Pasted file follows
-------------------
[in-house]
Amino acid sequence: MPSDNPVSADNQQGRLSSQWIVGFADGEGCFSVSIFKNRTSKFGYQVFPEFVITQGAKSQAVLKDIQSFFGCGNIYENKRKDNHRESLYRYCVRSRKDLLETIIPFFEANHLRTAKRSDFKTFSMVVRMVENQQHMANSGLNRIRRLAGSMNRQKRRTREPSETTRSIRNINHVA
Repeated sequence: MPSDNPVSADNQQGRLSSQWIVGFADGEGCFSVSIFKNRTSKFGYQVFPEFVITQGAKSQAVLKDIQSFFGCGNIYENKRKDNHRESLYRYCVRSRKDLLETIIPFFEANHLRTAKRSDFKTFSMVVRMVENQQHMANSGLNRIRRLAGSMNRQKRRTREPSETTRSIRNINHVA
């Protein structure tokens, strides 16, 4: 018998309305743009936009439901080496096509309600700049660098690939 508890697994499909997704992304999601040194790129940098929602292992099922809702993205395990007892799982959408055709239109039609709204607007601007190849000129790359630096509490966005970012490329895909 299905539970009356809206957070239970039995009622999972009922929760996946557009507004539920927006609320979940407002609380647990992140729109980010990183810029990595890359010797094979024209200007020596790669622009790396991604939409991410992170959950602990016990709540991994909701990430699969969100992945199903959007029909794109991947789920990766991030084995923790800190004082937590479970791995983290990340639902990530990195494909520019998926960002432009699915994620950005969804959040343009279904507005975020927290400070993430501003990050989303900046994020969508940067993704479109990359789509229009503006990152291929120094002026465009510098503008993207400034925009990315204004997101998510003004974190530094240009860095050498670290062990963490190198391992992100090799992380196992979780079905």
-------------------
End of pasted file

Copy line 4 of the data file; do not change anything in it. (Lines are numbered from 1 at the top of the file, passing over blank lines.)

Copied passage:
């Protein structure tokens, strides 16, 4: 018998309305743009936009439901080496096509309600700049660098690939 508890697994499909997704992304999601040194790129940098929602292992099922809702993205395990007892799982959408055709239109039609709204607007601007190849000129790359630096509490966005970012490329895909 299905539970009356809206957070239970039995009622999972009922929760996946557009507004539920927006609320979940407002609380647990992140729109980010990183810029990595890359010797094979024209200007020596790669622009790396991604939409991410992170959950602990016990709540991994909701990430699969969100992945199903959007029909794109991947789920990766991030084995923790800190004082937590479970791995983290990340639902990530990195494909520019998926960002432009699915994620950005969804959040343009279904507005975020927290400070993430501003990050989303900046994020969508940067993704479109990359789509229009503006990152291929120094002026465009510098503008993207400034925009990315204004997101998510003004974190530094240009860095050498670290062990963490190198391992992100090799992380196992979780079905």